Old? Check. Fat? Check. Unambitious? Check. Brian Nielsen next for Vitaly?

Did you hear the one about Vitaly Klitschko and the hungry, young contender? No, nor did I. Admittedly, Vitaly Klitschko hasn’t fought during a particularly glowing period for heavyweights. His tenure, interrupted by a now mysteriously cured knee problem, as the leading heavyweight began when Lennox Lewis retired and has continued through soporific contests with Danny Williams, Kirk Johnson, Corrie Sanders, Sam Peter, Juan Carlos Gomez, Chris Arreola and latterly Albert Sosnowski. So maybe, the revelation Danish pastry Brian Nielsen is making a comeback aged 45 will be welcome news in the Klitschko castle if nowhere else.

I first read the story of Brian Nielsen’s imminent return here

Every heavyweight champion that ever laced them up has enjoyed easy pay-days. From Ali to Tyson and those that preceded and followed them have all indulged themselves for a straightforward payday. And a degree of forgiveness is possible for the likes of Ali who entertained between the ropes regardless of the opposition and who fought ‘patsies’ between historic contests with 4 or 5 of the best 30 heavyweights of all time. Klitschko fits in soft defences between soft defences.

Of course, it isn’t entirely his fault. He isn’t opting for HBO hype job Arreola instead of Joe Frazier or tackling Albert Sosnowski and ducking Sonny Liston. The division is weak, weakened further by multiple belts which illuminate the careers of too many mediocre fighters but leave the followers of the division in the dark – is there a heavyweight who hasn’t challenged for the title in the past twenty years? Purely a victim of his own era? Or perhaps his own dominance? Or just the misfortune of discovering the leading contender to the crown to be his brother?

I have to disagree. The WBC belt holder has to accept some responsibility. Klitschko first kept the division in flux while pulling out of a series of fights 4-5 years ago when his body appeared close to collapse as a collection of injuries forced him to retire. The sycophants at the WBC coined a new title, Champion Emeritus, to permit the giant to return at his whim and contest the title – leaving a shadow over his successors and cheapening the work of those who contested eliminators during his long absence. Those sycophants compounded the unsavoury haste shown by The Ring magazine who bestowed their previously impeachable championship belt on him for his victory over Danny Williams following Lennox Lewis’ retirement. That was all it took, a win over Danny Williams. The Ring sold itself cheap that day.

Neither occurrence was Klitschko’s fault but it benefitted him by implication as it has proven the crucible for his pre-eminence despite  a distinct lack of victories over opponents of any historical significance. It is a pre-eminence which is laden with responsibility, one Klitschko carries with dignity of demeanour but an absence of vigour and vitality. The truth is he was stopped by a bloated and old Lennox Lewis and has subsequently taken out the bitterness he felt that night on a string of old and/or bloated heavyweights.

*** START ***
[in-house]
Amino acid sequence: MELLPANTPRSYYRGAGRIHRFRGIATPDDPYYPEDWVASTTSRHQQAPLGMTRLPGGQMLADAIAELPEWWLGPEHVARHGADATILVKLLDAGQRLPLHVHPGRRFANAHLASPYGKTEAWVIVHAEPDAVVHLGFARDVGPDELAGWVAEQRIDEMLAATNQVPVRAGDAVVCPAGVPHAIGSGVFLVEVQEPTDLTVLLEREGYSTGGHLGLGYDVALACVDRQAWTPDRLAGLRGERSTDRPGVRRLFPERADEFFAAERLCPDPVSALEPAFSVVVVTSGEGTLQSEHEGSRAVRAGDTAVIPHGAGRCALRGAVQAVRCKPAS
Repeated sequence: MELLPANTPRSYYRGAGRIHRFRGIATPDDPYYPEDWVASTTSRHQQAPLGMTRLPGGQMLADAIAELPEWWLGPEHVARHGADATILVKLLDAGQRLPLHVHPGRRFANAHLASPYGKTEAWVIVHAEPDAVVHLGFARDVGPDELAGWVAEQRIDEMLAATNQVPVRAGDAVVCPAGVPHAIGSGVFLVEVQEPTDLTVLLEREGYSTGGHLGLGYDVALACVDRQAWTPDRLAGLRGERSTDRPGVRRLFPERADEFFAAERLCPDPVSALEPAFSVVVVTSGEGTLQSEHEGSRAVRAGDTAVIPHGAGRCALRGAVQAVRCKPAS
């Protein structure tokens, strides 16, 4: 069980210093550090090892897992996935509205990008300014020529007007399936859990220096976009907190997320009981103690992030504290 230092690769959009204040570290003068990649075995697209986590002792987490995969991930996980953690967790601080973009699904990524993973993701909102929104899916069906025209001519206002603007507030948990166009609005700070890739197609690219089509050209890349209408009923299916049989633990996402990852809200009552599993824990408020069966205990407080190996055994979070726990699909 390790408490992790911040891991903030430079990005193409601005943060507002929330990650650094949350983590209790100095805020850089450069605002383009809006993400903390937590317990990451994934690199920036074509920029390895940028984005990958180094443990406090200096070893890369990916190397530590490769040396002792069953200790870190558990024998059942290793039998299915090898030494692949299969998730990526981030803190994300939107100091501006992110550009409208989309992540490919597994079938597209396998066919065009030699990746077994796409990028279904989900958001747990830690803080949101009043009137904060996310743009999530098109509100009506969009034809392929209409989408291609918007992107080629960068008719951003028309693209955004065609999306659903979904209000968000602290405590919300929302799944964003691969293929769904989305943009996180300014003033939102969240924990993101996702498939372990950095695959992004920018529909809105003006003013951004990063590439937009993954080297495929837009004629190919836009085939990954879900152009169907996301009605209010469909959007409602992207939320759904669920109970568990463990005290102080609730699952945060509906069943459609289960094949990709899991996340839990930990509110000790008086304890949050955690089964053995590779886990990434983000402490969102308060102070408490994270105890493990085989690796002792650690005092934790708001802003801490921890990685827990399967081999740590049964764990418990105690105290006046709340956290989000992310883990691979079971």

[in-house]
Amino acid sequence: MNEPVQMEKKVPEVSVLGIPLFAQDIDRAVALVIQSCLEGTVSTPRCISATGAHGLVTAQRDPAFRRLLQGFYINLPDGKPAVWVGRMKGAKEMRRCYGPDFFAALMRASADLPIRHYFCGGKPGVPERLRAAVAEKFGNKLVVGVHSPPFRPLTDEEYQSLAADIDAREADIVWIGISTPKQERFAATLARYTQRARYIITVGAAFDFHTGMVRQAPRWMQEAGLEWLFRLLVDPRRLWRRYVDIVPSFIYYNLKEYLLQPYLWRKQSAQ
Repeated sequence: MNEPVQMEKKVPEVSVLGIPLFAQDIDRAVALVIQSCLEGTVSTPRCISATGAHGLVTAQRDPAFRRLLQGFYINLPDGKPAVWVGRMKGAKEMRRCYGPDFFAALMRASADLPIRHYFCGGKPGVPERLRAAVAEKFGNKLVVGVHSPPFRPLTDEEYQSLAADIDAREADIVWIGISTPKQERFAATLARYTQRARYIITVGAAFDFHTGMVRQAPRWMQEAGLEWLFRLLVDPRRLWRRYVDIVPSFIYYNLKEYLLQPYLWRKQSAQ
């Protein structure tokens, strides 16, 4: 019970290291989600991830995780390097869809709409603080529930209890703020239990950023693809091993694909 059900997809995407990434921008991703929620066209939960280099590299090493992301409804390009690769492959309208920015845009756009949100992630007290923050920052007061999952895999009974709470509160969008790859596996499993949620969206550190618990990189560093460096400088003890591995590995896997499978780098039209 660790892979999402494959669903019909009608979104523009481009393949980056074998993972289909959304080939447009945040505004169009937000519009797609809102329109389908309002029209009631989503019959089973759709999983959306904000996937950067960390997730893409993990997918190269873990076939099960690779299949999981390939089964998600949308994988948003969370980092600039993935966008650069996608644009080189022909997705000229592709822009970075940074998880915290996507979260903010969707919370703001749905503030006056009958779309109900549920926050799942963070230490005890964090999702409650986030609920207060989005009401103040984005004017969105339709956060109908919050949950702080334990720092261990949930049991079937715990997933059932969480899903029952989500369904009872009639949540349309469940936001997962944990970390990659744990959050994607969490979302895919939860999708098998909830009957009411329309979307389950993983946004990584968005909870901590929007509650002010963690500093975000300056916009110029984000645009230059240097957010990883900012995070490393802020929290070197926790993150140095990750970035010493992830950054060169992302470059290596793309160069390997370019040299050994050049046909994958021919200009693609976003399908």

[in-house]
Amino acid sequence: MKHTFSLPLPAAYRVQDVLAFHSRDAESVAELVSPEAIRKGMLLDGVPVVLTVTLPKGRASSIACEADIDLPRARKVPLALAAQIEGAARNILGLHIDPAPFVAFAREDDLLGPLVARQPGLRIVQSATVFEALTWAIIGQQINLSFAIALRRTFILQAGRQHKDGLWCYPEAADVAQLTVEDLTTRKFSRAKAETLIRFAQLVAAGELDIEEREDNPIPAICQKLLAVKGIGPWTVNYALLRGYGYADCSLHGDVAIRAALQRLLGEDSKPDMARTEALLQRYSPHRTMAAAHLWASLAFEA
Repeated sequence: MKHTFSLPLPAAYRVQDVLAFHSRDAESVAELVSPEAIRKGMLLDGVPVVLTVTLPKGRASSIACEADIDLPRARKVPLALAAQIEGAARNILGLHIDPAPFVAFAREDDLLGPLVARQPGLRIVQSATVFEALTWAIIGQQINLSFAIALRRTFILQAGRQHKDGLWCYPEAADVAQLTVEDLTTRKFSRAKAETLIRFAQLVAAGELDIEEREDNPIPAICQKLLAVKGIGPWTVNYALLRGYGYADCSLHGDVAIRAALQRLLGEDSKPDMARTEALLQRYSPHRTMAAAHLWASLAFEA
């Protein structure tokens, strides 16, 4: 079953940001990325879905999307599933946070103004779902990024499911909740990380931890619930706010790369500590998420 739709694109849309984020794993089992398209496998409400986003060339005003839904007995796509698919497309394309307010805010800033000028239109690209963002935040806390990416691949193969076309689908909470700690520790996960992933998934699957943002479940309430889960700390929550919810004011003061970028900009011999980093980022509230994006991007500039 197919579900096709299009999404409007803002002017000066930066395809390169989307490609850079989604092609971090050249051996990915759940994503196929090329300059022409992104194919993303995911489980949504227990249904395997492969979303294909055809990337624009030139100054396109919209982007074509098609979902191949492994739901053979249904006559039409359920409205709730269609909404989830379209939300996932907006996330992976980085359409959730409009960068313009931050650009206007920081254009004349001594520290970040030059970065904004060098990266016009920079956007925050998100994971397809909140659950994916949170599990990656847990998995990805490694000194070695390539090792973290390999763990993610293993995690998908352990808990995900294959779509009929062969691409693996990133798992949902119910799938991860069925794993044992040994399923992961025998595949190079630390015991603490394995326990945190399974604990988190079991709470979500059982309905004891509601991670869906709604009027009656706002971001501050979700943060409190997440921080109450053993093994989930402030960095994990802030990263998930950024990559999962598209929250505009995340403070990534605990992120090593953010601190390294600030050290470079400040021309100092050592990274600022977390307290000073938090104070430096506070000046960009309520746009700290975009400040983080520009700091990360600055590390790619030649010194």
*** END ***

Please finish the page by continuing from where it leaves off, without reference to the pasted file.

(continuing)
Despite the paucity of talent and risk prevalent in the heavyweight rankings, Klitschko has failed to negotiate fights with Nicolay Valuev, a fight that would have unified two belts and presented a physical if not technical challenge for him nor has he fought either of the sprightly movers who beat the 7ft Russian – Ruslan Chagaev and David Haye – or the only American to win in a  heavyweight title prize-fight in recent times, John Ruiz. 

For those who scoff at my cynicism, please be assured that I am not doubting Klitschko the elder’s ruggedness nor his awkward effectiveness but I just grow tired of the protestations that he is anything other than a big, fit guy in a weak era. I’m force-fed by the WBC and media opinion his supposed dominance, a theory cautious matchmaking and predictable execution of drawn out victories in a collection of forgettable defences fails to corroborate. I would venture the WBC champion will understand just how precious a commodity David Haye has become if he is to ever convince the historians of his importance as either an all-time or even modern great before meandering to his dotage and the Hall of Fame.

Haye provides Klitschko with dynamism and daring the crown he currently lays claim to demands but of late, so rarely gets. In fact, Klitschko can ill-afford to beat Haye too easily should the contest ever be negotiated. He needs it to be hard. He needs to be pushed. He needs an opponent to demonstrate his resolve, ability and ring generalship against. If Haye isn’t that opponent – heaven knows who is – but it almost certainly will not be whoever Vitaly Klitschko fights next..

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